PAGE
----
Since then, Williams, overseeing the four-person marketing department, has guided the development of high-profile sweepstakes promotions through partnerships with CBS and TV Guide related to the mini-series Elvis. This series aired during the television sweeps period in May with the documentary Elvis by the Presleys. Williams also oversaw the sweepstakes with the Lifetime network associated with the Broadway play All Shook Up as part of the company's push to increase its female fan base. The company also continues to enhance its Web site, a key strategy for building a younger fan base. The efforts include new additions such as "The Elvis Insiders" for dues-paying members, which includes a Web site at The club, which has more than 5,000 members at an annual membership fee of $29.99, enables fans to access to a Web camera that allows viewers to look outside Graceland as Elvis often did — through his second-story bedroom window.

"As good marketers, we in this department want to make sure that we position Elvis in the right way as new generations come along," says Williams.

This year the company also pursued a new avenue for drawing more people to Graceland. In April it ran its first TV commercials, two 30-second spots, to capitalize on the Elvis specials that ran on CBS. The spots ran via satellite on Dish Network channels that target women, including Lifetime, HGTV and the Food Network.

And there are still many more notes to strike when it comes to offering the public new reasons to visit Graceland, says Williams.

"There's enough content that we have in warehouses, in archives, in files that we could share content for eternity and never run out," he says.

Accounting for Elvis

Every August thousands of Elvis fans travel to Graceland to commemorate the anniversary of the King's death in 1977. As director of accounting, Barbara Batson (BS '90) spends the majority of her time crunching numbers, but Elvis Presley Enterprises' "manager on duty" program involves a different type of work-related transaction. During one typically steamy Memphis August at Graceland, Batson was working the candlelight vigil for Elvis, which occurs every August 15, the night before he died. Five to six water stations were strategically placed along the long and winding line of fans paying tribute to Elvis' gravesite behind the Graceland mansion. "They can't get out of line because they'll lose their place," says Batson.

Fans inevitably approached the table with a common question of "How much is the water?"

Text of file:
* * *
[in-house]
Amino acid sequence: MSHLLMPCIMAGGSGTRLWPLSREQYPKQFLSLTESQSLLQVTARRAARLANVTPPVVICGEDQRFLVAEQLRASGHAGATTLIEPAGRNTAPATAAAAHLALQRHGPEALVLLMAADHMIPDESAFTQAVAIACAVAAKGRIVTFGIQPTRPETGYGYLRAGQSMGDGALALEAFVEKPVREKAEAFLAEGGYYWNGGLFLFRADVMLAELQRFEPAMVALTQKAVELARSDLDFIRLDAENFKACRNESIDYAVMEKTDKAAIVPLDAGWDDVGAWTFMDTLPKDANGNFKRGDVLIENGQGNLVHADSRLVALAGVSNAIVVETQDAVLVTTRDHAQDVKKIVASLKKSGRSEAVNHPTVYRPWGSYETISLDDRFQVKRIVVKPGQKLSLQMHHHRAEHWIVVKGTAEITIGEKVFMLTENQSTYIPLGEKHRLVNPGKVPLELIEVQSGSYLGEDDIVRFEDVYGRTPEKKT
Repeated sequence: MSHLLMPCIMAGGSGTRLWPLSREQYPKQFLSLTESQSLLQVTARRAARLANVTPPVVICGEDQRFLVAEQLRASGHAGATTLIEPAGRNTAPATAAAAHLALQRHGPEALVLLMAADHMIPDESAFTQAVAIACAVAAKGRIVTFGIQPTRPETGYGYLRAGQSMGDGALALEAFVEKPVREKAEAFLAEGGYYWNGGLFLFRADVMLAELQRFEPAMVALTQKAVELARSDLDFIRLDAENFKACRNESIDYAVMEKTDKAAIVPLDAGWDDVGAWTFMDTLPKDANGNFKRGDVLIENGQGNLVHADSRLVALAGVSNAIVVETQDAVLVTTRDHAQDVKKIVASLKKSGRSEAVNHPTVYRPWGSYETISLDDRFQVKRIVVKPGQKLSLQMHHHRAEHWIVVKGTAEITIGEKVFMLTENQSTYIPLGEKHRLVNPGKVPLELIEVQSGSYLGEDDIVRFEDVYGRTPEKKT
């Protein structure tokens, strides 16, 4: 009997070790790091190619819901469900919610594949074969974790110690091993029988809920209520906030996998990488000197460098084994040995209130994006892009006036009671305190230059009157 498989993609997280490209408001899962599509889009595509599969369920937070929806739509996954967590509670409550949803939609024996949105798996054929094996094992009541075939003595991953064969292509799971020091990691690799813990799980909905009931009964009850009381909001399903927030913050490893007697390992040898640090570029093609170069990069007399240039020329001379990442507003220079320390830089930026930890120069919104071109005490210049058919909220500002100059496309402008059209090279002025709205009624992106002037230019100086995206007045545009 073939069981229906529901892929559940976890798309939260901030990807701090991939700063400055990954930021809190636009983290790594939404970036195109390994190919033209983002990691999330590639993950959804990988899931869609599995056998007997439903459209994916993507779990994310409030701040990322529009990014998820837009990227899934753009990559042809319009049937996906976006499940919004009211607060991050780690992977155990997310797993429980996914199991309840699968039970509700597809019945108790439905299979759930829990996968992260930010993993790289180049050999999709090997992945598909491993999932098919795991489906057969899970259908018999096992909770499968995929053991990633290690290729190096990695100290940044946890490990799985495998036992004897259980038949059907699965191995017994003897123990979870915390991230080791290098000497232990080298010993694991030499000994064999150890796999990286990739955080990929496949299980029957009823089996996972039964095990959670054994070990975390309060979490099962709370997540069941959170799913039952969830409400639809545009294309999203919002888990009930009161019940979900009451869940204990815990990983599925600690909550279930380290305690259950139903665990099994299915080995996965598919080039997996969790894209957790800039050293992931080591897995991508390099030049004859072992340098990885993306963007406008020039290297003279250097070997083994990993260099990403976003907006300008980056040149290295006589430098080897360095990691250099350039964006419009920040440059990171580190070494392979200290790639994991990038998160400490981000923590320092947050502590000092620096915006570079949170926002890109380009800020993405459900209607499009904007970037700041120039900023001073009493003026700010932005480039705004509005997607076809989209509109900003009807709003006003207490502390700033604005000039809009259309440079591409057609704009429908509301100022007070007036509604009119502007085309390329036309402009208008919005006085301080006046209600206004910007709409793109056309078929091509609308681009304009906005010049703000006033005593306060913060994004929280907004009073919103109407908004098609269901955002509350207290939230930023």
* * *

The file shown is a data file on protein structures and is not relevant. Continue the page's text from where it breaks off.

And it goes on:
"It's free," Batson told them.

Barbara Batson  

Barbara Batson, director of accounting for EPE, has seen the fervor of Elvis fans up close when working at Graceland during Elvis Week in August.

Not the typical words that you expect to hear from an accountant, but then again, working at Elvis Presley Enterprises isn't a typical job. Batson joined the company in 1992 after an answering a blind ad in a newspaper. At that time her 16-year-old son had some words to say about his mom's new gig. "Mom, this whole Elvis thing is going to die out," he told her.

Although company officials concede that finding ways to cultivate Elvis fans among younger generations is a perennial challenge, Elvis Presley Enterprises has continued to grow and diversify, including the purchase of the Heartbreak Hotel in 1998. New York-based media and entertainment company CKX Inc. acquired the company in March in a cash-and-stock transaction estimated at $114 million, including the assumption of some debt. In the first three months of 2005 alone, Elvis Presley Enterprises generated nearly $5.8 million in revenue — $3.4 million from Graceland operations and $2.4 million in royalties and licensing streams. CKX also expanded its portfolio by acquiring in March the proprietary rights to the IDOLS television brand, including the American Idol series in the United States.

Of course, the CKX acquisition was not only good for Batson's career, but it also set the stage for the perfect verbal comeback. Earlier this spring Batson reminded her son of what he said back in 1992: "Mom, this whole Elvis thing is going to die out." Talk about eating your words.